We are at the height of the summer and that means that most people are taking some kind of vacation. Summer vacations provide us with a much needed get-away from the daily routine. This is a very big positive for our health.
But there are also some potential hazards involved. Being out of our usual environment can mean many surprises that we don’t anticipate. Are we staying in a hotel where we don’t have a lot of choices as far as the variety of food? Are we relying on eating in restaurants most days? Have we built in a lot of activity each day, such as hiking and swimming, or are we going to be sedentary? How much traveling time will there be and how do we prepare for that?
At the airport
Eat before you leave or pack food for the airport and journey. Although you can find healthy options at the airport, there is still nothing better than homemade food. Boarding with drinks is not allowed, so make sure you hydrate well before getting on the plane.
On the plane
The food served on planes is high in fats (even trans fats) and sugars. It is usually very processed and generally not at all healthy. BRING YOUR OWN FOOD! Sandwiches, rice cakes, unsalted nuts, raw cut up veggies, fruit, dried fruit, healthy cereal in bag are all good options.
Accommodations away from home
Whether you are staying in a hotel or with family, you have to be extremely vigilant. In a different environment, people may be sleep deprived or stressed. Usually someone else is doing the cooking, too.
It is easy to see why you have to have your survival plan and a realistic goal vis-a-vis your weight loss. I advise most of my clients just to try and maintain their weight while away. This is often a more realistic goal.
Start each day with a nutritious breakfast, don’t skip meals, stay hydrated and try and keep active. Follow all the regular guidelines one follows when eating-out. In particular, watch your portion sizes and avoid fried foods, pastries, creamy sauces, or heavy dressings.
Going away to hotels has become more and more common. Most of these establishments have some, if not all, of their meals served buffet style. The disadvantage of a buffet is you can keep going back for more. Yet if you can control that, there are more advantages to buffet eating than disadvantages.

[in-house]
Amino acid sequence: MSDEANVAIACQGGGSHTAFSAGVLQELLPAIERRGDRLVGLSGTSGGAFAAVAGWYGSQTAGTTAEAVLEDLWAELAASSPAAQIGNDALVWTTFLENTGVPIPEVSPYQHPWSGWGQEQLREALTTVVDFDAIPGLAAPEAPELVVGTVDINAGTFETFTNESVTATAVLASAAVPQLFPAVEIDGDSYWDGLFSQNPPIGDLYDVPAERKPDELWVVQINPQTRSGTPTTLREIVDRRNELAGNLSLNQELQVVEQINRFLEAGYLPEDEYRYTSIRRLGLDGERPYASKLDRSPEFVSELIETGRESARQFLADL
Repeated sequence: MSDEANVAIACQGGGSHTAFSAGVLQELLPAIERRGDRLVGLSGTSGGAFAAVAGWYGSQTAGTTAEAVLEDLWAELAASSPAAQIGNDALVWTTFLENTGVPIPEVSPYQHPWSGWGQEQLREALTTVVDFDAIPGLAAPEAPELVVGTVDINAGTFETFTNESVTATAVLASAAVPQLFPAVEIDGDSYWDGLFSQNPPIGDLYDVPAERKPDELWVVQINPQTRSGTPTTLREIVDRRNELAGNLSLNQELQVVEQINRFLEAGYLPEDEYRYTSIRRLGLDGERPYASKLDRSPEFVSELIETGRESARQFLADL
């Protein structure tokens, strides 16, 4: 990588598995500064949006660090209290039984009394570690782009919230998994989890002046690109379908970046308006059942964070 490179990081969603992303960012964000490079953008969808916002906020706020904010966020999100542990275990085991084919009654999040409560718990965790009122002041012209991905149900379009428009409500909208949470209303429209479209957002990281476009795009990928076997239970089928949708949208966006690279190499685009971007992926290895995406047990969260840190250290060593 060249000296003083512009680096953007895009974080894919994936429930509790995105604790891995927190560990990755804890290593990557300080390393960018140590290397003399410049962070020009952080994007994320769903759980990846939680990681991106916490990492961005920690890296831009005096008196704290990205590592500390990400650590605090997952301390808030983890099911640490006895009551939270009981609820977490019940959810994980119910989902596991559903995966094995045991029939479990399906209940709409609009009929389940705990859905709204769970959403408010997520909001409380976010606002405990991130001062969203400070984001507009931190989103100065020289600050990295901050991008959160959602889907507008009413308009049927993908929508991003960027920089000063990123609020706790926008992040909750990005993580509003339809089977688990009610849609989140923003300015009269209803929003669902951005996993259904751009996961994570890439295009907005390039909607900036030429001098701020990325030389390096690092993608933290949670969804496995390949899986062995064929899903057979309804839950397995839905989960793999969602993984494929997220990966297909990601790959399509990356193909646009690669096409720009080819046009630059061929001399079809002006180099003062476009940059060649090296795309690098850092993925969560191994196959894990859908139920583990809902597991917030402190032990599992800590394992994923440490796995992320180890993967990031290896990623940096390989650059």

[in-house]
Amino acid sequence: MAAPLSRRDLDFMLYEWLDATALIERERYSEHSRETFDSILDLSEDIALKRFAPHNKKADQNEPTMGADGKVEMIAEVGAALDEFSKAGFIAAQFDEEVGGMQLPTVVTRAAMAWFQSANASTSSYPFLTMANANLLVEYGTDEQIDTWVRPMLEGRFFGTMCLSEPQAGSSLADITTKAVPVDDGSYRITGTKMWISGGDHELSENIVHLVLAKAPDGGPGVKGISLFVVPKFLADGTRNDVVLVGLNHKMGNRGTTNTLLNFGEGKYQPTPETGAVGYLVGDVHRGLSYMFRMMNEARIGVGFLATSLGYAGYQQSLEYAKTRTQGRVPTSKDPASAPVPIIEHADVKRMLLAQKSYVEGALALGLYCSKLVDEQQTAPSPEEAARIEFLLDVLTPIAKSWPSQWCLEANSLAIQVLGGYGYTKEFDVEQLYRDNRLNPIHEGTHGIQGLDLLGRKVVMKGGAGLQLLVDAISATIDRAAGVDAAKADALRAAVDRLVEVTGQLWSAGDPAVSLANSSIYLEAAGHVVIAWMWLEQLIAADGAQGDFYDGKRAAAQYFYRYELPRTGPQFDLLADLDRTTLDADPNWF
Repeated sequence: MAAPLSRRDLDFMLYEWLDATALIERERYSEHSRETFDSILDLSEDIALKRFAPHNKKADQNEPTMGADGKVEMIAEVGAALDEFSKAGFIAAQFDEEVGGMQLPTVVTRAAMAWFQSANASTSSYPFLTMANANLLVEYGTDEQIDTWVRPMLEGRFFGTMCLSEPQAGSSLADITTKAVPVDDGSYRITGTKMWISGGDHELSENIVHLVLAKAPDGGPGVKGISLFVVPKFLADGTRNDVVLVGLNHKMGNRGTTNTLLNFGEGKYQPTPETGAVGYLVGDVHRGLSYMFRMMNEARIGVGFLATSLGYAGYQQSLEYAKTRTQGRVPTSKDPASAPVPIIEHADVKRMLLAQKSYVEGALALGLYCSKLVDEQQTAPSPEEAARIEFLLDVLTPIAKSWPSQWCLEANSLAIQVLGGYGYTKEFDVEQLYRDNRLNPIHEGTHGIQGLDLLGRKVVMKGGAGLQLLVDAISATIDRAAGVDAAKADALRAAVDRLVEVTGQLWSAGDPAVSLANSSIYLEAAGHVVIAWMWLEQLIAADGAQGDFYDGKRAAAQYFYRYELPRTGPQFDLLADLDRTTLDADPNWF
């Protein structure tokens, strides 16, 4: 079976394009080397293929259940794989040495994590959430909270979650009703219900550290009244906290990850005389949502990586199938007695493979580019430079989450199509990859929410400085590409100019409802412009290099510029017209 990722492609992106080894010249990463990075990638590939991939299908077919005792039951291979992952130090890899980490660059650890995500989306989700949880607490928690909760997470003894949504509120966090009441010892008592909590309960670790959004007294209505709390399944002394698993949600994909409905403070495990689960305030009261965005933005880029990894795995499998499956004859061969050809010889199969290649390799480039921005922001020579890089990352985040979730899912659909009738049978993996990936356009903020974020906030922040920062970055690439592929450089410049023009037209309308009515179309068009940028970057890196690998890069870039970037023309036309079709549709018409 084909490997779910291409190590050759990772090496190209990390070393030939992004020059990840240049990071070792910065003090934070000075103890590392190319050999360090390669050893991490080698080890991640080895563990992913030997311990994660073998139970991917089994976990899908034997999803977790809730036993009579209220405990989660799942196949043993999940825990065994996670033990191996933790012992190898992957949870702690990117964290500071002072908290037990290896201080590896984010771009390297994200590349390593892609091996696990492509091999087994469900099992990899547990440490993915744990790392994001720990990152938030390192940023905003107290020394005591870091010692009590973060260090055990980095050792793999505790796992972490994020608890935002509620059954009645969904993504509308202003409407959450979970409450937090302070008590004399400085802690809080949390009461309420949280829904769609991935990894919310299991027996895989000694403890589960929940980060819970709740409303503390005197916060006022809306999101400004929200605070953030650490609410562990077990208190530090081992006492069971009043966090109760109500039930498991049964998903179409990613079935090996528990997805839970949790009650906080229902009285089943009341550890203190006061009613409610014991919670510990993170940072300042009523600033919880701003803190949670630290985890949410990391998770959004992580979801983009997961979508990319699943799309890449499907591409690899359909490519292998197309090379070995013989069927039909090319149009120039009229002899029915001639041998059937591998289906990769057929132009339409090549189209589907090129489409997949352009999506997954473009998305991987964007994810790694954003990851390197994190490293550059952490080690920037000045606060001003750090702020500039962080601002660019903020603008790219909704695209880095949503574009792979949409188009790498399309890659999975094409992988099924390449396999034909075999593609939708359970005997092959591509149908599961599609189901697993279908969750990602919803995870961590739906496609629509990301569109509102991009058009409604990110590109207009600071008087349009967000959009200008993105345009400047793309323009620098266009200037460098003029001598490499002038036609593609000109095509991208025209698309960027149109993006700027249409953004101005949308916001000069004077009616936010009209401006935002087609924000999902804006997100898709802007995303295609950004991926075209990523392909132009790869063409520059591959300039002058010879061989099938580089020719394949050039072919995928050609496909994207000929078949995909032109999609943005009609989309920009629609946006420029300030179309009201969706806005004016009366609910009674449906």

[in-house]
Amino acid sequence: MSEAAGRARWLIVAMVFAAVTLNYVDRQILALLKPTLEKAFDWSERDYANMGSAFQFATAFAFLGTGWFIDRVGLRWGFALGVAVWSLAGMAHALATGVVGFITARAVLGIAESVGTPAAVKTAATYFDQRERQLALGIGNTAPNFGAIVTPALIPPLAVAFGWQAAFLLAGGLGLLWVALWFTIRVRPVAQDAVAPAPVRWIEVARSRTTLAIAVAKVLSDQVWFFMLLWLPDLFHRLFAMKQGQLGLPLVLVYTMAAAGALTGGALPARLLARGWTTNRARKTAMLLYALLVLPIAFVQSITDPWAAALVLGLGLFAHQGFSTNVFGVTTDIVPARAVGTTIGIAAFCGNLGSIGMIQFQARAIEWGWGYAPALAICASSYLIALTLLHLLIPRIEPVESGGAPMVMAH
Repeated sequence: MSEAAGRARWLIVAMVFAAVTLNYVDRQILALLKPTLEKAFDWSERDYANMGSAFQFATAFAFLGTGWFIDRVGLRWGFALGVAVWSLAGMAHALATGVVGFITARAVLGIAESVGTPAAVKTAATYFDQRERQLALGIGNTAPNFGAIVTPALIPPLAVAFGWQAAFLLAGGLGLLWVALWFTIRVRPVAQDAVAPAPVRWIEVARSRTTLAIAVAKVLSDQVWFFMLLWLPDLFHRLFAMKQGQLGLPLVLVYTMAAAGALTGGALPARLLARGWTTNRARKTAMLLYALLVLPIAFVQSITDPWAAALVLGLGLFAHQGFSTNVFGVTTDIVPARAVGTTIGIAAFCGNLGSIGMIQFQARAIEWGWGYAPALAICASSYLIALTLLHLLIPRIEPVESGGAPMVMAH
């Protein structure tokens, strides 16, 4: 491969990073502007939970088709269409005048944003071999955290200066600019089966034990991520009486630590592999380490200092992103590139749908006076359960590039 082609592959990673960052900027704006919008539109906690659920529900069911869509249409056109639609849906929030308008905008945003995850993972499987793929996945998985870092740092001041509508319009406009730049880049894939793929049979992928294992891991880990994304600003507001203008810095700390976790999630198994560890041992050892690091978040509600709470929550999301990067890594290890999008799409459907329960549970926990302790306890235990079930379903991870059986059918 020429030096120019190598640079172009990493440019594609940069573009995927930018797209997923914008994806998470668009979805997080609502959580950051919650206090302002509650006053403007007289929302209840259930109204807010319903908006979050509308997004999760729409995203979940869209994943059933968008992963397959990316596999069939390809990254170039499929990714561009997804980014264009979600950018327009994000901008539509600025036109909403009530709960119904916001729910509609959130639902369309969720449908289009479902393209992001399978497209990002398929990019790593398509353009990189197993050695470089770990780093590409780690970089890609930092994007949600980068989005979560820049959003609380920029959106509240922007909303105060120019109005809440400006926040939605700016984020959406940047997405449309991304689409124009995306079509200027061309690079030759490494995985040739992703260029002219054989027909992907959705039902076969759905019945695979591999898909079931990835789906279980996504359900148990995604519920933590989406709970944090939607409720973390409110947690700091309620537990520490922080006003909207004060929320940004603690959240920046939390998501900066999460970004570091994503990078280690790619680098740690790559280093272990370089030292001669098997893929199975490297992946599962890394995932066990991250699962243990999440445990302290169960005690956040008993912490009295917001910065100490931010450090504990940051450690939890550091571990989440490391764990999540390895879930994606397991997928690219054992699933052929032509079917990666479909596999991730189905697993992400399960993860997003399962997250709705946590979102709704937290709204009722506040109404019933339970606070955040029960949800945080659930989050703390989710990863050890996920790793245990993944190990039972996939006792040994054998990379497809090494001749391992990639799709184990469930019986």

First, you can determine your menu. You can take more vegetables, healthy lean proteins, whole grains, and you can pick fruits for dessert. Second, don’t attack the buffet. The food isn’t going anywhere. Survey what food choices are available and then make a plan. Only take seconds on raw and cooked vegetable dishes. WATCH OUT FOR THE OILY FOODS—you don’t want them.
Avoid the mindset of “getting what you pay for.” Your health is more important!
As you plan, include activities that will give you enough exercise and activity while still enjoying your vacation experience. Be sure to drink plenty of water before, during, and after exercise, especially when the temperature soars.
- Choose water workouts and make a splash as you get fit and strong.
- When you visit museums, the zoo, or an aquarium you end up walking for hours without realizing it.
- When it’s just TOO hot and uncomfortable outside, get moving indoors with a fun fitness DVD.
- Plan a hike through a park, a family softball game, or an evening walk around your neighborhood.
- Strengthen your muscles at least twice a week with push-ups, bench dips, or use the fitness facility if you are in a hotel.
- Beat the heat with an early morning activity. Go for a walk or bike ride while watching the sun come up.
Exercise—even on vacation!
This is probably where most people have a downfall when away for the summer. Granted, it takes a lot of discipline but we need to look at it just like eating. You aren’t trying to advance in anyway, you just want to exercise enough to maintain your strength and endurance and not gain weight. Be content with doing a more minimal workout than you would at home.
Make your 30-35 minute brisk walk mandatory on a daily basis, and try to just get in some pushups and abs every other day. The gym will be waiting for you when you get back from your vacation—and it won’t take you very long to be back to your normal level of exercise.
One important piece of advice I give to all of my travelers is this: Don’t make any grand plans. Take everything one day at a time. You usually aren’t in charge of your daily schedule when you are away visiting people or on an organized tour. Plan the next day, the prior night before you go to sleep. By that time, you often know what’s on the agenda and can plan your meals, snacks and your exercise accordingly. Remember to make the best of any situation and try to make good choices.
Vacations don’t have to be hazardous to your health—the opposite is true. Let your vacation enhance your state of both physical and mental well-being. Taking care to plan your is another way to “add hours to your days, days to your years, and years to your life.”